As I write this I’m conjuring images of my clients’ faces when we hit their “Mother’s day gift” piles in their closets. Such guilt, and a heavy sadness that they feel they are throwing out the love of their families, and the money spent. They aren’t, but these poor Moms can only keep SO MANY pairs of slippers! Do you know what Moms want? REALLY? Ok I’ll tell you the secret: The want a hug, a card, a nap, and some food. The order in which these gifts are provided may vary by your Mother’s model number and creation date, consult her manual.

I think a really great idea is actually ASKING people what THEY want when you bless them with some wrapped cash. In my family, we generally get one birthday present, and it’s from all of us! Combine your buying power to upgrade your purchase. Instead of 6 random items, I tell my family I want a laptop and BOOM! I got what I wanted?! It’s magical.

As a mother of one, I have had to declutter my daughter’s belongings a staggering 5 times, in her 2.5 year existence. Of course I’m more prone to get it done, being that I’m your friendly neighborhood professional OCD consultant. But if I could somehow get the amount of what’s coming in to slow down, I would have more time and energy to actually play with her, instead of endlessly cleaning up the good intentions of our loved ones. No wonder I have a job, some people even have MORE than 1 child!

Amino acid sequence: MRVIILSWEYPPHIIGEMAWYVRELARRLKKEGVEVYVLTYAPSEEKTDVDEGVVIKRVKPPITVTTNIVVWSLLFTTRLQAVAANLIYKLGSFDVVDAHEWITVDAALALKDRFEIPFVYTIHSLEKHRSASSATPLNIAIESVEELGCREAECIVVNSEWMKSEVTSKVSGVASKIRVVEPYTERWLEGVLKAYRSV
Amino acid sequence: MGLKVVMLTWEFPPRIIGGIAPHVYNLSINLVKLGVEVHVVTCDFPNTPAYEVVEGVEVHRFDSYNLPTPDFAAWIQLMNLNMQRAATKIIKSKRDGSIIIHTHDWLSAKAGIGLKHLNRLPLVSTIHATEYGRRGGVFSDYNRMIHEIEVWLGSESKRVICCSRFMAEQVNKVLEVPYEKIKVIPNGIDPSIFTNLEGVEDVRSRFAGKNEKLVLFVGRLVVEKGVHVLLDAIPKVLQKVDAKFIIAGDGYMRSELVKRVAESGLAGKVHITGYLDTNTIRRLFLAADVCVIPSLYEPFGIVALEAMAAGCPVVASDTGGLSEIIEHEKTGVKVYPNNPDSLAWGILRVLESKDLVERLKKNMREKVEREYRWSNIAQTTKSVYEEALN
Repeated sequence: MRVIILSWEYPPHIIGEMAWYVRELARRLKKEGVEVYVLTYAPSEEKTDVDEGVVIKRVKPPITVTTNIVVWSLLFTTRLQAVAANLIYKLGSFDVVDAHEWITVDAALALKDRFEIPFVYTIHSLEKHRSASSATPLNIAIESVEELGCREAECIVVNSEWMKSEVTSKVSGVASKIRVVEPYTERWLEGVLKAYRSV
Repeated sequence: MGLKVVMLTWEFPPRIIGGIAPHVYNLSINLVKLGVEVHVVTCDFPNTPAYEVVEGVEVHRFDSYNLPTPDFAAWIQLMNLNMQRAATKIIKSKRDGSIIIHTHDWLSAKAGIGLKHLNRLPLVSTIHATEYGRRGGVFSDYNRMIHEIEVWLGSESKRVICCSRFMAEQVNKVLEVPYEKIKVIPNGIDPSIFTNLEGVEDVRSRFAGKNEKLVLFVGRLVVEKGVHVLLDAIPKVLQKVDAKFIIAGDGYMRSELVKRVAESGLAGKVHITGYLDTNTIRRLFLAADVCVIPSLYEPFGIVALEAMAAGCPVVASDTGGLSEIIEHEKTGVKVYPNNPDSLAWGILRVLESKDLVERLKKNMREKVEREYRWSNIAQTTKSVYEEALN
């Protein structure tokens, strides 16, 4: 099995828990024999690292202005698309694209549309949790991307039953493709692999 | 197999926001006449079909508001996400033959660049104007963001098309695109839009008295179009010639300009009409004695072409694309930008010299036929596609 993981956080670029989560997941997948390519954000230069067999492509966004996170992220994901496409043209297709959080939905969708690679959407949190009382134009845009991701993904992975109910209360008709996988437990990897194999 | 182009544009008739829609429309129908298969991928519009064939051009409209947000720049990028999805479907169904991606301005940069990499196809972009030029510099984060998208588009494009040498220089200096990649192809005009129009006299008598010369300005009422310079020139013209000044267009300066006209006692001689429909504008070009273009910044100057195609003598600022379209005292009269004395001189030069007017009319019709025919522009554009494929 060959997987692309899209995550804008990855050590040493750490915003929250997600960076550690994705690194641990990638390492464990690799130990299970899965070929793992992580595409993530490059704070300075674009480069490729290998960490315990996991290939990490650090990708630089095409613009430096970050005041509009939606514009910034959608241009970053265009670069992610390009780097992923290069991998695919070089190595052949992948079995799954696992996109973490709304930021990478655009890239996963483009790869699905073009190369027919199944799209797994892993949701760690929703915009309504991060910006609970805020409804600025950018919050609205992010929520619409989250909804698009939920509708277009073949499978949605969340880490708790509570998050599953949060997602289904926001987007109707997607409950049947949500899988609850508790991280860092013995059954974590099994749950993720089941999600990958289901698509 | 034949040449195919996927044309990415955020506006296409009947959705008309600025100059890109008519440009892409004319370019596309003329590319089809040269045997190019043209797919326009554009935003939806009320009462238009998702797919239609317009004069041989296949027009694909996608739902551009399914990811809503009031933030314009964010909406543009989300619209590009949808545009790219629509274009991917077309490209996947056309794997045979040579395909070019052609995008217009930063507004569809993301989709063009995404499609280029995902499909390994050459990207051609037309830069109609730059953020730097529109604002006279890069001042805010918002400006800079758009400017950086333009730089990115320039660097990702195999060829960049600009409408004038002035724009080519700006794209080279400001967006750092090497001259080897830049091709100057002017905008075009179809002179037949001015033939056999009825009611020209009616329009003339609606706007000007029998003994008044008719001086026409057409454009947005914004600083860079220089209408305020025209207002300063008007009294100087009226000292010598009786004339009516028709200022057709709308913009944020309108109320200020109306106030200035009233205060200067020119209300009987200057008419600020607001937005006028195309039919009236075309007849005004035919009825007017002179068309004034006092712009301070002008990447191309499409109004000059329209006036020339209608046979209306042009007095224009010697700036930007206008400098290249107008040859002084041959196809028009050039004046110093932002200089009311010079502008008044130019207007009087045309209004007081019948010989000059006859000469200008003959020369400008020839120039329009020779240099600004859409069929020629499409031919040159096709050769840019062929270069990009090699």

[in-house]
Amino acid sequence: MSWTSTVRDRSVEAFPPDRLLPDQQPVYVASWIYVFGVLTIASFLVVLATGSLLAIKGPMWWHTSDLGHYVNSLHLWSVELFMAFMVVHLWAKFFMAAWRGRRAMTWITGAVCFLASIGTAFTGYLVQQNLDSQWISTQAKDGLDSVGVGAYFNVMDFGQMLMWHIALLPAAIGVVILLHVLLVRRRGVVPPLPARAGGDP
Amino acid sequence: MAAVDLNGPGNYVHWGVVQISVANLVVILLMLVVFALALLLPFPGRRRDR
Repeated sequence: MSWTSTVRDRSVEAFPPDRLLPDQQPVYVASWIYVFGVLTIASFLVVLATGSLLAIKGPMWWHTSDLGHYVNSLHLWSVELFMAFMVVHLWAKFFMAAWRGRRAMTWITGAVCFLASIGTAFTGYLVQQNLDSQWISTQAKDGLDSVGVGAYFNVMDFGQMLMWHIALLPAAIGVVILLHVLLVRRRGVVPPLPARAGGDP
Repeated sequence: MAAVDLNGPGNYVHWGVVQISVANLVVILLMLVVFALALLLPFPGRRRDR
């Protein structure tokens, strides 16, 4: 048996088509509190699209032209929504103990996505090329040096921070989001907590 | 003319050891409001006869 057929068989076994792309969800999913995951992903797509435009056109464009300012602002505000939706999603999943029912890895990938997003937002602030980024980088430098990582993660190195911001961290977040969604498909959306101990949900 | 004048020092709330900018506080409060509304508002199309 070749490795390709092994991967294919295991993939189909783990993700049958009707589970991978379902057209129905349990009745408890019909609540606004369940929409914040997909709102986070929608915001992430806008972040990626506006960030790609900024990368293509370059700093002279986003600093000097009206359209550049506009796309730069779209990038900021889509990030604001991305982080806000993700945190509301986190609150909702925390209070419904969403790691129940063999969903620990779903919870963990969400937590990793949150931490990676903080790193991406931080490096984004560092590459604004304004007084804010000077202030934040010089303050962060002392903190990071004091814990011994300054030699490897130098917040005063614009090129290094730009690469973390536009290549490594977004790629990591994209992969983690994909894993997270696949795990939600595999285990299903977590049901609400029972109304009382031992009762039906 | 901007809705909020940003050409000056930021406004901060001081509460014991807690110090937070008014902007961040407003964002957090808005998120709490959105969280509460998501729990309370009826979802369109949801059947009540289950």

There are other ways to show your love! What if there was no product purchase at all? I know I know, please don’t report me to the mall cops! But let’s explore what it would look like if we gave non-tangibles. There are gift cards, experiences, and “coupons” you can make for each other. Who doesn’t love to get a voucher for a free car wash, a back rub, or a trip to the ice cream store?